In Defense of Aliens

It's important to remember that not all alien species are harmful, and we shouldn't treat them all as such

Image Credit: Lou133lou133, CC BY-SA 4.0, Image Cropped

Building on last week’s article on defining invasive and alien species as well as the work of Professor Mark Davis, I am going to do the unimaginable for an ecologist and argue that maybe alien species aren’t always a bad thing. I want to emphasize that maintaining biodiversity is essential, but maybe we should focus on the role of species in their environment rather than their place of origin.

When are alien species important?

The rhetoric surrounding invasive species has led to somewhat of a native-vs-alien dichotomy in many fields of ecology, which has sometimes bled over to the public sphere. Yet the term ‘alien’ should not have negative connotations. Don’t be the little girl screaming at ET.

Alien species such as the ring-necked pheasant in South Dakota have become state symbols. Other alien species are lauded for being seen as charismatic (or ‘cute’) such as the grey squirrel in England (read to see how tortured volunteers are about killing  squirrels) or important economically such as the Red King Crab in Norway. Also, those plants in your office – they’re probably aliens too and don’t you just love how they bring the room together? It’s important to remember that not all alien species are invaders, and are not necessarily unwelcome.


The Ring-Necked Pheasant has become South Dakota’s state symbol, despite being introduced just over a century ago (Image Credit: Shawn McCreadyCC BY-ND 2.0)

But the invaders, we have to wipe them out, right?

In the UK, assessments of programs for the control of alien species show that once a problematic species becomes established, efforts to remove the species are often ineffective. Instead of demolishing whole landscapes with pesticides, it is far more effective to implement a control program before an invasive becomes established. Taking efforts to ensure cohabitation will often be less disruptive than seeking to wipe out the invaders. And if we can’t ensure survival of the local natives, the cost of disrupting an entire ecosystem might be higher than any cost of having an invader establish itself.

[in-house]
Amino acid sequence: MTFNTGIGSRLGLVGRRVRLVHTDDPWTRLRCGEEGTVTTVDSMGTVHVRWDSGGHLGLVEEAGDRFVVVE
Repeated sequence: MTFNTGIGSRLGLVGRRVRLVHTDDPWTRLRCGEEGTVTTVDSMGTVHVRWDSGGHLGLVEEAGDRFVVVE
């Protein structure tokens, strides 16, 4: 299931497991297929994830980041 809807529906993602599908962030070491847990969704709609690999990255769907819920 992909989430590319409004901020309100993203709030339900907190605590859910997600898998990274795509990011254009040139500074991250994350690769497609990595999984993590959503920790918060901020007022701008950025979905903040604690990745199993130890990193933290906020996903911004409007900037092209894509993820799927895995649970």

In this discussion of the cost of saving native species, I will leave out the damage to the egos of scientists who have dressed up as the endangered Whooping Crane to care for chicks.

Shifting our focus

Davis states that we should focus on the role species play in an ecosystem rather than where they were originally found, and I agree. Ecosystems are changing – that’s a fact, and climate change is going to change the composition of species in those ecosystems (another fact, you backwards climate change deniers). We should instead perhaps focus on maintaining biodiversity instead of stifling it to preserve the landscapes we remember, and try to focus on stopping aliens that could become invasive from becoming established.

Sam will be interviewing Mark Davis in the coming weeks. We look forward to sharing the interview with you.

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